Why do all of the hosts on NPR have the same cadence? Do they train you guys to speak that way? Gets kind of annoying. Just sayin'.
I went through some vocal training when I did on-air pieces at NPR. Basically, it was someone saying, ‘Mel, the word is waaater, not wooder.’ (Philadelphia thing.) I’m not sure what kind of training the hosts go through, though I suspect there is some training because they all do sound similar. I will investigate.
“That’s just a fascinating effort because the changing of names – the Americanization of names – is such a part of the immigrant story of America. To see it now being scanned for potential red flags for terrorism just shows how much has changed in New York since 9/11, not just on the ground, but the way we view things in New York.”—New York City police officers keep track of every person in the city who changes his or her name. When that person’s name sounds Arabic, the police run an extensive background check that is then put in a database for future reference.
“It was really an effort to build databases of where Muslims live, eat, work, shop and pray.”—On Wednesday’s Fresh Air, AP reporter Matt Apuzzo joins Terry Gross for a conversation about his Pulitzer Prize-winning series, which revealed that the NYPD transformed itself after September 11 into an aggressive domestic intelligence unit and monitored hundreds of Muslims in their mosques, workplaces and schools – even when there was no evidence of any wrongdoing present.
“Writers and video producers live in dread of the wandering eye. Audio producers live for it. That’s what makes us, in our secret hearts, troublemakers. We want you to lose sight of everything in front of your face: to stare through that dish in your hand, ignore your children, drop into a glazed-over trance of our making. Maybe don’t drive off the road, but please do miss a few exits or get stuck in your car. Good audio should be dangerous that way.”—Julia Barton on Nieman Storyboard (via mialobel)
“Literally two days later, she started feeling better and a couple weeks later, when they went to sample the bacteria that was there, they couldn’t find the C. difficile anymore. It was just gone. The only thing they had done was essentially restore her ecology, essentially like restoring a wetland.”—Carl Zimmer wrote about a patient infected with the Clostridium difficile bacteria, which causes severe diarrhea and can frequently return, even when treated with antibiotics. The patient was treated with a transfusion of gut microbials from a healthy individual’s fecal material to restore the bacterial flora in her intestinal tract.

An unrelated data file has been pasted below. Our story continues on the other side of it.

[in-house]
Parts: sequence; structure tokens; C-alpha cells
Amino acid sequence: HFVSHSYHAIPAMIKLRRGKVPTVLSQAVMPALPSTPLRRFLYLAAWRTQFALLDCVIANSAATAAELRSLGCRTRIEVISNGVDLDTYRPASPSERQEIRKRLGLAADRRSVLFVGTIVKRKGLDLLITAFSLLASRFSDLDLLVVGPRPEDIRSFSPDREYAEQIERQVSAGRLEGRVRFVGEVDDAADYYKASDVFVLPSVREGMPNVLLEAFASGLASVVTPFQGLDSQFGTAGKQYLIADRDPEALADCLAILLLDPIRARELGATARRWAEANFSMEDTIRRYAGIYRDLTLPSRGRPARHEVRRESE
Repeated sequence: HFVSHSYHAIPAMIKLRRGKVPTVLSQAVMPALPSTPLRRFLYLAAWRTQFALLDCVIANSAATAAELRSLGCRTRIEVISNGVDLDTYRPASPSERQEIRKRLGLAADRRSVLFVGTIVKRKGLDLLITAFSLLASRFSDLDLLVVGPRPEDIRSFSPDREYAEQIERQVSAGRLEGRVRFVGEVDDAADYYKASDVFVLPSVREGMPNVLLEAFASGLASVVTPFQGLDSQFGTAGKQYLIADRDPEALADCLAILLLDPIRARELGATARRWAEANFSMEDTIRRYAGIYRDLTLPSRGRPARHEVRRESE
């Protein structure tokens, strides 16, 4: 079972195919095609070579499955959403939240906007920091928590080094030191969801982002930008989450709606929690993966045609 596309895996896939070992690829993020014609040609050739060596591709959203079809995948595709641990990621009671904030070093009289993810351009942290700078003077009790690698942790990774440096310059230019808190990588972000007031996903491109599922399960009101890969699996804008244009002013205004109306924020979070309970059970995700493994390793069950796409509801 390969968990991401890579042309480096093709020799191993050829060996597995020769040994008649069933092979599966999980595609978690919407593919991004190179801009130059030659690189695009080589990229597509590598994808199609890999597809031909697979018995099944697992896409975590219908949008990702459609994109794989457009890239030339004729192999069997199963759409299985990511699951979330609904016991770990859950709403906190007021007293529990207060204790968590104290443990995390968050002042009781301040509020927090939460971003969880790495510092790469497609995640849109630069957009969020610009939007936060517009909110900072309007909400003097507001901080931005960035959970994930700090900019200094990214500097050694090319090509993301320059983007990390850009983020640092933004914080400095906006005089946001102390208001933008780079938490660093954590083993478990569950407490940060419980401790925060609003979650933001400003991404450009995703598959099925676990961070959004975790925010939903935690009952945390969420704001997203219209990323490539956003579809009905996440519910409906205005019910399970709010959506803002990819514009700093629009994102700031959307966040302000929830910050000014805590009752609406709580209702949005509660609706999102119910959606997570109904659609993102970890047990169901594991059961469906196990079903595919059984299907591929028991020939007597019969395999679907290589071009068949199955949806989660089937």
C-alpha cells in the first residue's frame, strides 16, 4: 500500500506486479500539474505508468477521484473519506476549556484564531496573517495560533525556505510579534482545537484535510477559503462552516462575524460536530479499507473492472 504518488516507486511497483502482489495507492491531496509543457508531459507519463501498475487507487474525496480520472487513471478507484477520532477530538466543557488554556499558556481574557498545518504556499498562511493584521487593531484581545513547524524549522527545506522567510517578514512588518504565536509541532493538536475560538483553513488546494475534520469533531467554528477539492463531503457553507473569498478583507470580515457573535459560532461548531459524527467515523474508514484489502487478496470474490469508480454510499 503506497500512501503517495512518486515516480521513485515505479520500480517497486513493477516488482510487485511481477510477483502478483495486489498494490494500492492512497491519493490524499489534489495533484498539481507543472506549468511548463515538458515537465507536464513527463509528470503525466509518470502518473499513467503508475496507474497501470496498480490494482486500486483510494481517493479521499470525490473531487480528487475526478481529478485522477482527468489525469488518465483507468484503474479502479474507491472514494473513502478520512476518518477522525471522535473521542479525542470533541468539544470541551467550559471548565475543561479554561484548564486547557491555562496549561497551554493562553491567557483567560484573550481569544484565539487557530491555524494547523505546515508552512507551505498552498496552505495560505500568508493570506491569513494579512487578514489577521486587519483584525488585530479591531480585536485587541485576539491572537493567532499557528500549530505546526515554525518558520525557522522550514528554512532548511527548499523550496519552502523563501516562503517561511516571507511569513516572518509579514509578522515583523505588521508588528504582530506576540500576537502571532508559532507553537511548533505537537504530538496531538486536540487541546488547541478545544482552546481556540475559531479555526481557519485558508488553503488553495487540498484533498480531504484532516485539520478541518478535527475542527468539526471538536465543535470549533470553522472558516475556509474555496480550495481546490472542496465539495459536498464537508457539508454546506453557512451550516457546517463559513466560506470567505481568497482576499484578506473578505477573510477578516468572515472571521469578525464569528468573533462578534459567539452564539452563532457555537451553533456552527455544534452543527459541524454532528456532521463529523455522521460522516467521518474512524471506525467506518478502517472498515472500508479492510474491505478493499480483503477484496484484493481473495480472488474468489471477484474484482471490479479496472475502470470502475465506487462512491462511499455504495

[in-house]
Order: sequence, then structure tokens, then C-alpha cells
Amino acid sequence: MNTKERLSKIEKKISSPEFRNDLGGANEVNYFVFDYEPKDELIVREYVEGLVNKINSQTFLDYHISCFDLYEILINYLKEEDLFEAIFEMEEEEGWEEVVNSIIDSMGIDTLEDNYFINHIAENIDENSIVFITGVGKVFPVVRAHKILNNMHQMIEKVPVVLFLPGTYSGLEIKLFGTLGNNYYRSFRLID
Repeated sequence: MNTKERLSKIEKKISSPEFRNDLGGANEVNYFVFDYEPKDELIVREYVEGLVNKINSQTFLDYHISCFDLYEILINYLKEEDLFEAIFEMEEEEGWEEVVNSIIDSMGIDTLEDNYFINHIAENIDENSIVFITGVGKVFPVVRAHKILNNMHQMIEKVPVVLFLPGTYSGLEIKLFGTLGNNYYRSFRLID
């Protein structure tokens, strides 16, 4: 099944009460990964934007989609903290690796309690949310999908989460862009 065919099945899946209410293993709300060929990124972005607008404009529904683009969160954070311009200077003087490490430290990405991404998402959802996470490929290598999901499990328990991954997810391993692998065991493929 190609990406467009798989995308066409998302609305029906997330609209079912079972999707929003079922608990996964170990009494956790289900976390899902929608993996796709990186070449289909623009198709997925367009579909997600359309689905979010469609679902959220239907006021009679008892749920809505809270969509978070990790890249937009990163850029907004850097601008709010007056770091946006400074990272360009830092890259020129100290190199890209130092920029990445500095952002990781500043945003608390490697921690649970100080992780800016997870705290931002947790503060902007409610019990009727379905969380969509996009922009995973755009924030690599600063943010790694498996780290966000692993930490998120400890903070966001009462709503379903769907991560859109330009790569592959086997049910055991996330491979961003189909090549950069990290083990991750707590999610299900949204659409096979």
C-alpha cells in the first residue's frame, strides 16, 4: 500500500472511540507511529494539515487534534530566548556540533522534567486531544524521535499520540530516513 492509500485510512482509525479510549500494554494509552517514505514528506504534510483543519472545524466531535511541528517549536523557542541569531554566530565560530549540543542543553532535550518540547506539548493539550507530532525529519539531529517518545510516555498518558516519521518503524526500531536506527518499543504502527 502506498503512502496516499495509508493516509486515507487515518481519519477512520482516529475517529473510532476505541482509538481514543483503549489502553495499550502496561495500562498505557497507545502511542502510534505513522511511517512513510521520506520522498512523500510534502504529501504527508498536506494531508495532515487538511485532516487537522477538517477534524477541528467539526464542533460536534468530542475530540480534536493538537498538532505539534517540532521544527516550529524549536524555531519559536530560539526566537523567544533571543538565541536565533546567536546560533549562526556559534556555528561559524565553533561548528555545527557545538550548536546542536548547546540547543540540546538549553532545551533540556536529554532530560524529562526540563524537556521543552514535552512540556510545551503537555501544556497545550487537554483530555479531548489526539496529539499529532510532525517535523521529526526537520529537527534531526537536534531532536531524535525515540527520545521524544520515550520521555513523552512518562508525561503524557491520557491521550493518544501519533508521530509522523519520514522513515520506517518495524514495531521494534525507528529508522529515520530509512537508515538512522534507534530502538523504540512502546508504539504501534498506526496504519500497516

“But as everyone should know by now, liberties begin to erode when you have laws that are too widely drawn. And laws which say that under no circumstances can a court take any account of the Shariah are necessarily discriminatory. They’re necessarily over broad. And they necessarily create communal dissention for no good purpose.”—Sadakat Kadri on the movement to ban Shariah law in America.
“One thing I realized when traveling around the Muslim world is how closely these hard-line interpretations of Islamic law are associated with political consternation and turmoil. There isn’t a country anywhere in the Muslim world which has been applying Muslim laws continuously for hundreds of years and which is drawing on genuine tradition. It’s a revival of supposed traditions which don’t really pay much heed to history at all.”—Sadakat Kadri on interpretations of the Shariah over the last 40 years.
“The argument just tends to get so confused these days between people who attack the Shariah when actually what they ought to be attacking is the hard-line interpretations of Islamic law. By attacking the Shariah, basically a huge amount of mistrust and incomprehension is created between Muslims and non-Muslims. Because as far as a Muslim is concerned, an attack on the Shariah is an attack on God.”—On today’s Fresh Air, English barrister and historian Sadakat Kadri describes 1400 years of Islamic law and how it’s changed over the centuries.
A few years after her younger brother John died from AIDS-related complications in 1989, poet Marie Howe wrote him a poem in the form of a letter. Called “What the Living Do,” the poem is an elegiac description of loss, and of living beyond loss.
"When he died, it was a terrible loss to all of us," she tells Fresh Air's Terry Gross. “As you know, as everybody knows, you think, 'My life is changed so utterly I don't know how to live it anymore.' And then you find a way.”